The main expected benefit of breast cancer screening is lower mortality. Earlier detection of these cancers may lead to less strenuous treatments and to the possibility to use breast-saving interventions; the need for treatment resources may thus decrease compared to treating more advanced stages of cancer. Knowing that no breast cancer has been detected may improve the quality of life of screened persons. The disadvantages include false positive screening results that cause worry and extra cost for follow-up tests. False negative test results and added medical radiation by screening may increase mortality.
Estimates of the effects of screening vary considerably in the literature. Although several large studies have been completed, the relatively small number of women dying in breast cancer makes it difficult to show the exact changes in mortality. Another difficulty is separating the independent effect of screening from the mortality decrease caused by recent improvements in treatment. The screening-induced increase in life expectancy is also technically demanding to separate from increases due to other factors, such as changes in general health in successive cohorts of women.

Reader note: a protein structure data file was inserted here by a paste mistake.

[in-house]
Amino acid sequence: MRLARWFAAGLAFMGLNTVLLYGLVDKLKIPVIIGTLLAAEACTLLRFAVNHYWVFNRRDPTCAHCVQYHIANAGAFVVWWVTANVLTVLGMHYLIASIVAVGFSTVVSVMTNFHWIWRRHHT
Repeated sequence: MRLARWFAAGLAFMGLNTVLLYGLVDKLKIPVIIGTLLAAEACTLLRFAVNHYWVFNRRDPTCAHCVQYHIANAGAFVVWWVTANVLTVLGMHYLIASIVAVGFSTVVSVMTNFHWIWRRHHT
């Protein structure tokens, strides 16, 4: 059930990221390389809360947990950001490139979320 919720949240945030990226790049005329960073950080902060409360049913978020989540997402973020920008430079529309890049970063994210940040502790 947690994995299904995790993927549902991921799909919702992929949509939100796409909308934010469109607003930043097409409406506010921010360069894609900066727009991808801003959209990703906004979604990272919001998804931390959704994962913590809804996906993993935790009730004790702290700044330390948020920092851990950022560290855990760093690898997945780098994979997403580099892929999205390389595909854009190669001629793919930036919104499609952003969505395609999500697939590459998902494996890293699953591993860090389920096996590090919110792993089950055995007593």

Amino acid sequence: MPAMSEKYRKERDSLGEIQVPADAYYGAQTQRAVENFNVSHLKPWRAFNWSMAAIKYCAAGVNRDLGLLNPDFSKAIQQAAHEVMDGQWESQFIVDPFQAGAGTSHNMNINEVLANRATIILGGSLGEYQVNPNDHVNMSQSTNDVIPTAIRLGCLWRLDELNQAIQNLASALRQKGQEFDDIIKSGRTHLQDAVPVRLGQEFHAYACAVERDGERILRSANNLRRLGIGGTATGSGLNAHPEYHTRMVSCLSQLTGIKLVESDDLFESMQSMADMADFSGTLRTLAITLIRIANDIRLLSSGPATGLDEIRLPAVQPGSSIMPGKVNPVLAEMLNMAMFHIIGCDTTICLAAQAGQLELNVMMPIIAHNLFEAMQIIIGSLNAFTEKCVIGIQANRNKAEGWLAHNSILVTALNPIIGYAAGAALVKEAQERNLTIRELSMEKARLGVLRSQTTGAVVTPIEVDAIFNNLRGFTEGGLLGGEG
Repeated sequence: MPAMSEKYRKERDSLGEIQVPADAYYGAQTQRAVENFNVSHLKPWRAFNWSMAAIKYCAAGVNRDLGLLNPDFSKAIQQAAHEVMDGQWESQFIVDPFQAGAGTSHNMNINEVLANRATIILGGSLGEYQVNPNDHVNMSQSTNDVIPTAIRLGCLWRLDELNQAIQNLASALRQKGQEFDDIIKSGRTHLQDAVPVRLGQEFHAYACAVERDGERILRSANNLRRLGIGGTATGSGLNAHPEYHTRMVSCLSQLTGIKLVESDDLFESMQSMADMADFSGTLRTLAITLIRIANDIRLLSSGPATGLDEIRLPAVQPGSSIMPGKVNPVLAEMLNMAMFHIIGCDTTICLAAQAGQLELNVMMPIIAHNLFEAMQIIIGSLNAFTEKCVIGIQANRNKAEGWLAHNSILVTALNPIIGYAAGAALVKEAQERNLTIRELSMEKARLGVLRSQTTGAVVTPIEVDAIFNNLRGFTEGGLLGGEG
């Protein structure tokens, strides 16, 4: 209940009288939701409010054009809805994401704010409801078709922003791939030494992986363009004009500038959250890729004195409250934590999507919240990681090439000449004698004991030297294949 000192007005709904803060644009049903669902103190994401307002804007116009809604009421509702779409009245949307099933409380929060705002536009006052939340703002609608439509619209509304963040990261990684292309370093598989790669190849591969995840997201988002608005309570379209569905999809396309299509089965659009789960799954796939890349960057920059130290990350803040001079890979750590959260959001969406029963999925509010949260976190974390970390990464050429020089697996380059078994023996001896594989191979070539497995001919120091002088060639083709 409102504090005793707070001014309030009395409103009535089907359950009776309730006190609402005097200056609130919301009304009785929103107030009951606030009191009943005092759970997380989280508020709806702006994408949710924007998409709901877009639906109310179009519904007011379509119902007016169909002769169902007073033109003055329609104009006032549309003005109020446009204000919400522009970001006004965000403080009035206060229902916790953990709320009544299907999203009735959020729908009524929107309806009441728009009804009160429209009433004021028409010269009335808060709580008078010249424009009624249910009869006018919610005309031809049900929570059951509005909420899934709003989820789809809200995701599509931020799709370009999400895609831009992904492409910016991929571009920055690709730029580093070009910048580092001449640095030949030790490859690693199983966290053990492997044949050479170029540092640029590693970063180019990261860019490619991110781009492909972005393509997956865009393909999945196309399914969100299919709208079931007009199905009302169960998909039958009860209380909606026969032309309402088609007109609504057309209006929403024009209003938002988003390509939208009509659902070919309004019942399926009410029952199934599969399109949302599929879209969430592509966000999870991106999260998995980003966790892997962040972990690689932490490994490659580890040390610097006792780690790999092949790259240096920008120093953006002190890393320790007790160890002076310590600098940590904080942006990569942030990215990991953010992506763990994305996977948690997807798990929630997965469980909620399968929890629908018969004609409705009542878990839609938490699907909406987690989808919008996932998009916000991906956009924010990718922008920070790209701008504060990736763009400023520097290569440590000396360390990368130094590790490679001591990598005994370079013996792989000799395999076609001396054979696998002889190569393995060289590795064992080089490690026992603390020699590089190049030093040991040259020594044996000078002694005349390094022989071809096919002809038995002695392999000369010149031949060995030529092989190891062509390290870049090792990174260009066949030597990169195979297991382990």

In the basic estimate, we used the following elements for Finnish women between 60 and 69 years of age (n=256 000): mammography screening every two years, participation in screening 85%, mortality decrease 25% among women who participate in screening, mean increase in life expectancy 10 years for women with breast cancer found by screening, and cost per mammography 200 FIM. The number of new breast cancers in this age group was set to 700 and ten-year mortality at 40%. For eventual extension of mammography screening, Finland has a sufficient number of screening devices and professionals experienced in screening; however, their geographical distribution is uneven. Some municipalities will need notable extra resources to extend screening into new age groups, while others can manage with their existing arrangements.